By Jill Londagin
Many behavioral health providers, including those working for the Veterans Health Administration, ask, “How can a psychiatric service dog (PSD) assist a veteran with mental health problems, such as post-traumatic stress disorder (PTSD)?” Some common symptoms of PTSD are anger and irritability; startle responses to sudden noises or movements; social withdrawal; sleep disturbance and nightmares.
A psychiatric service dog can be trained to perform tasks for the benefit of the veteran and assist in decreasing the veteran’s symptoms. These tasks include accompanying the veteran to public places to reduce social isolation; helping the veteran remain calm in crowded areas by being a barrier between people and the veteran to prevent startle responses; waking the veteran during a nightmare; reminding the veteran when it is time to take prescription medication.
Behavioral health providers are often asked to write a letter to a service dog organization on behalf of the veteran to recommend a PSD as a part of the treatment plan. Some of the most important things to keep in mind: Is the veteran capable of caring for a service dog? What symptoms are we trying to decrease and can a service dog complete these tasks? Will a service dog be a good addition along with continued therapy? The answer to these questions can change the treatment plan of a servicemember. Consult with your behavioral health provider to see if the use of a psychiatric service dog is an option for you.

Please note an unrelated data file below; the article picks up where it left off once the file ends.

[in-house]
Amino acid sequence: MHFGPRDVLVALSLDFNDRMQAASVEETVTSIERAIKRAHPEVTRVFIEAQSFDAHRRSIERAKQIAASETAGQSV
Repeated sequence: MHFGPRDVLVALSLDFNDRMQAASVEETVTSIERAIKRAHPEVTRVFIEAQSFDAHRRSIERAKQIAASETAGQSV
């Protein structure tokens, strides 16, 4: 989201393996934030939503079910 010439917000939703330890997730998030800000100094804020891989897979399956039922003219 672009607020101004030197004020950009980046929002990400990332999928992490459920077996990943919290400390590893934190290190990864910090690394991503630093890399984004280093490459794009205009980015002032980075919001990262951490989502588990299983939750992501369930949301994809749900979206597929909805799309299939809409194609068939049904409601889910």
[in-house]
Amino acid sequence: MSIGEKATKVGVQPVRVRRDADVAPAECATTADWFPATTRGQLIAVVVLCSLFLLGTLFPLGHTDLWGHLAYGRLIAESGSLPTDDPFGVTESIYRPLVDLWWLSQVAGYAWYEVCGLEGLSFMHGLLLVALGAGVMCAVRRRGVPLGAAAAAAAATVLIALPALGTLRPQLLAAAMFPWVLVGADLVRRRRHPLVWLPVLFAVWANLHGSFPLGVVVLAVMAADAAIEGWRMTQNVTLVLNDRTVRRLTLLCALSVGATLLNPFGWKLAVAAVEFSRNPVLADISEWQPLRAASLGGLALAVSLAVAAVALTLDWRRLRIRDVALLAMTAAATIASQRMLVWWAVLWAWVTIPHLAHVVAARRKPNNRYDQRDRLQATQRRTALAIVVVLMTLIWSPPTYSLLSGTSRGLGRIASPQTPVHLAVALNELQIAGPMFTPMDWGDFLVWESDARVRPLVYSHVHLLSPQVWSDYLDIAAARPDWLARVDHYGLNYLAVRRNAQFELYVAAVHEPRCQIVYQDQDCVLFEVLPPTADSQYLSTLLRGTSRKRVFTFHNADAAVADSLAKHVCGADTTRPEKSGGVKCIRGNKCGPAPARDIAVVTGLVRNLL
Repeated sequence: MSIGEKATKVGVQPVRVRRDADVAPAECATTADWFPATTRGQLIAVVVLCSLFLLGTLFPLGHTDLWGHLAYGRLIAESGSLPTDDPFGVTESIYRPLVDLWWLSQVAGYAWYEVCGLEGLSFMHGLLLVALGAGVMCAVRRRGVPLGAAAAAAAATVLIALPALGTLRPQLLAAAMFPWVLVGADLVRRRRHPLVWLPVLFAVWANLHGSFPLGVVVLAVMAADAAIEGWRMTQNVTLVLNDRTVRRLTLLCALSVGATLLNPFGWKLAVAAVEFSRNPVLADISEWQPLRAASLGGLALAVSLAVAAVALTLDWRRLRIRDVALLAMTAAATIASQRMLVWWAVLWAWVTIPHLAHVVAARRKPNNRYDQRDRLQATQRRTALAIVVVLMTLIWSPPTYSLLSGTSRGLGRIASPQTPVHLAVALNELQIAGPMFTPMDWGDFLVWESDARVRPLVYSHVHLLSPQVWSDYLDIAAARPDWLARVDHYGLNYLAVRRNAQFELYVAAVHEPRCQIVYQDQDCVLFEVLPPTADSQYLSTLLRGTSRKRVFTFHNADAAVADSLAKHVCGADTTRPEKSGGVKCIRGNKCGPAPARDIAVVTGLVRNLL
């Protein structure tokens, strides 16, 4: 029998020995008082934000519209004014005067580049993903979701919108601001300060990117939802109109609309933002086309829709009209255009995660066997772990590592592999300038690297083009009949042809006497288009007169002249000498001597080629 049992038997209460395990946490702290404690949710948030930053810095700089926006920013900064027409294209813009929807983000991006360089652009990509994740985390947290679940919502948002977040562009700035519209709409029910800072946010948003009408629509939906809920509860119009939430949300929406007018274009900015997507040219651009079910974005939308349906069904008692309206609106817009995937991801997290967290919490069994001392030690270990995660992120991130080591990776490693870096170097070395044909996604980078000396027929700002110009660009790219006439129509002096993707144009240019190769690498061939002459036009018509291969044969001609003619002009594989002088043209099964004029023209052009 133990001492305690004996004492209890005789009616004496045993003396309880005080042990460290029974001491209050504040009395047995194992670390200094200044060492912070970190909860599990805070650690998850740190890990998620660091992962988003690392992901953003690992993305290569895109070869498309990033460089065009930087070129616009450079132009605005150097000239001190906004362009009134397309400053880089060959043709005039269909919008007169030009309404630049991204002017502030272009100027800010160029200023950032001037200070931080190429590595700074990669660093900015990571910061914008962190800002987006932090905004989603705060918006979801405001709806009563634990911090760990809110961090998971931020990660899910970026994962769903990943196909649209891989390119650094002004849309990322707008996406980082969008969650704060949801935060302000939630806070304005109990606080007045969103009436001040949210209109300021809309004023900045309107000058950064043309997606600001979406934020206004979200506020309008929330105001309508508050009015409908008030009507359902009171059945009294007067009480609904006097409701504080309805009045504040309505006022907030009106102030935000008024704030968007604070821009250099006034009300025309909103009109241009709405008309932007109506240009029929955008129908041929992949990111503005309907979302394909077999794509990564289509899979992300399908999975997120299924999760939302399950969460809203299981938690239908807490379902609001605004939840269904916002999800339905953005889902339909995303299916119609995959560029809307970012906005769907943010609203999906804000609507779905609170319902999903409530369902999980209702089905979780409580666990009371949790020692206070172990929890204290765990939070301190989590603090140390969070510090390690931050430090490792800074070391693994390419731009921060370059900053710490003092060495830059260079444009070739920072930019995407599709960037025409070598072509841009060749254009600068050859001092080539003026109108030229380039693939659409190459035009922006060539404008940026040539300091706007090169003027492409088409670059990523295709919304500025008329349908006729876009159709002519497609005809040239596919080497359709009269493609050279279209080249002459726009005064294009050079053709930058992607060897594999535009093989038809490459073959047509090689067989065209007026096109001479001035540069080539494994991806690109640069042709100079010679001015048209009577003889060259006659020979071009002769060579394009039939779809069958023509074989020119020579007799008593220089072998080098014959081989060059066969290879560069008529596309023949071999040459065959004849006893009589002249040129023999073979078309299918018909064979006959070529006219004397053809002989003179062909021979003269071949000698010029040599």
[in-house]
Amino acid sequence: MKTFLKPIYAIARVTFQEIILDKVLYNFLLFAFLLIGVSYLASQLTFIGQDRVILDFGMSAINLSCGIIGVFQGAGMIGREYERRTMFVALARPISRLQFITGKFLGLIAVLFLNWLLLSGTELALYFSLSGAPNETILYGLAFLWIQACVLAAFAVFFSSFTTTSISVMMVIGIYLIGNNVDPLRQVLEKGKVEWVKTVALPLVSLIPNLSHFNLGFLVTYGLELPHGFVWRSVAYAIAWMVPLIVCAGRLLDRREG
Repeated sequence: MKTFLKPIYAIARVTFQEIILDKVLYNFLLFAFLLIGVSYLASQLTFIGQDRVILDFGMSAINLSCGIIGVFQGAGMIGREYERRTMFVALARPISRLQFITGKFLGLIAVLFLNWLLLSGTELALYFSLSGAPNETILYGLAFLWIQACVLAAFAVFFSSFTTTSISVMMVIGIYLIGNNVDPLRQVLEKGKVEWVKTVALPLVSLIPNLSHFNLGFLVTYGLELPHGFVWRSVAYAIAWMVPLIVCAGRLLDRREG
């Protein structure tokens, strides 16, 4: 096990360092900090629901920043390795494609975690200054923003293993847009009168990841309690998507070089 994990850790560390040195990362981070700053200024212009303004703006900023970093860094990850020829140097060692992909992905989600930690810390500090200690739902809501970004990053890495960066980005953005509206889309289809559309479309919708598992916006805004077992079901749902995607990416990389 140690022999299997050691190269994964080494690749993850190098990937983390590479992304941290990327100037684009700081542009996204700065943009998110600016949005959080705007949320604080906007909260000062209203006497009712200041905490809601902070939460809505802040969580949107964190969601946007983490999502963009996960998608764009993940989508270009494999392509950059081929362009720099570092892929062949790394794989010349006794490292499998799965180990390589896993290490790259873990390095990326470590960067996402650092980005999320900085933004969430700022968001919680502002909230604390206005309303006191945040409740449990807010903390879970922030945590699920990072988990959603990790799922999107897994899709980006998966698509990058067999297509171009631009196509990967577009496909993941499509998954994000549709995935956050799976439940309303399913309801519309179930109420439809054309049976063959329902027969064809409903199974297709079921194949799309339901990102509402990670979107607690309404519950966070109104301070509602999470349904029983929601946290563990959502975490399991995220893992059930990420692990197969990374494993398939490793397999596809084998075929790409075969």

Disclaimer: The views expressed are those of the author and do not reflect an official position of the US Army or Department of Defense.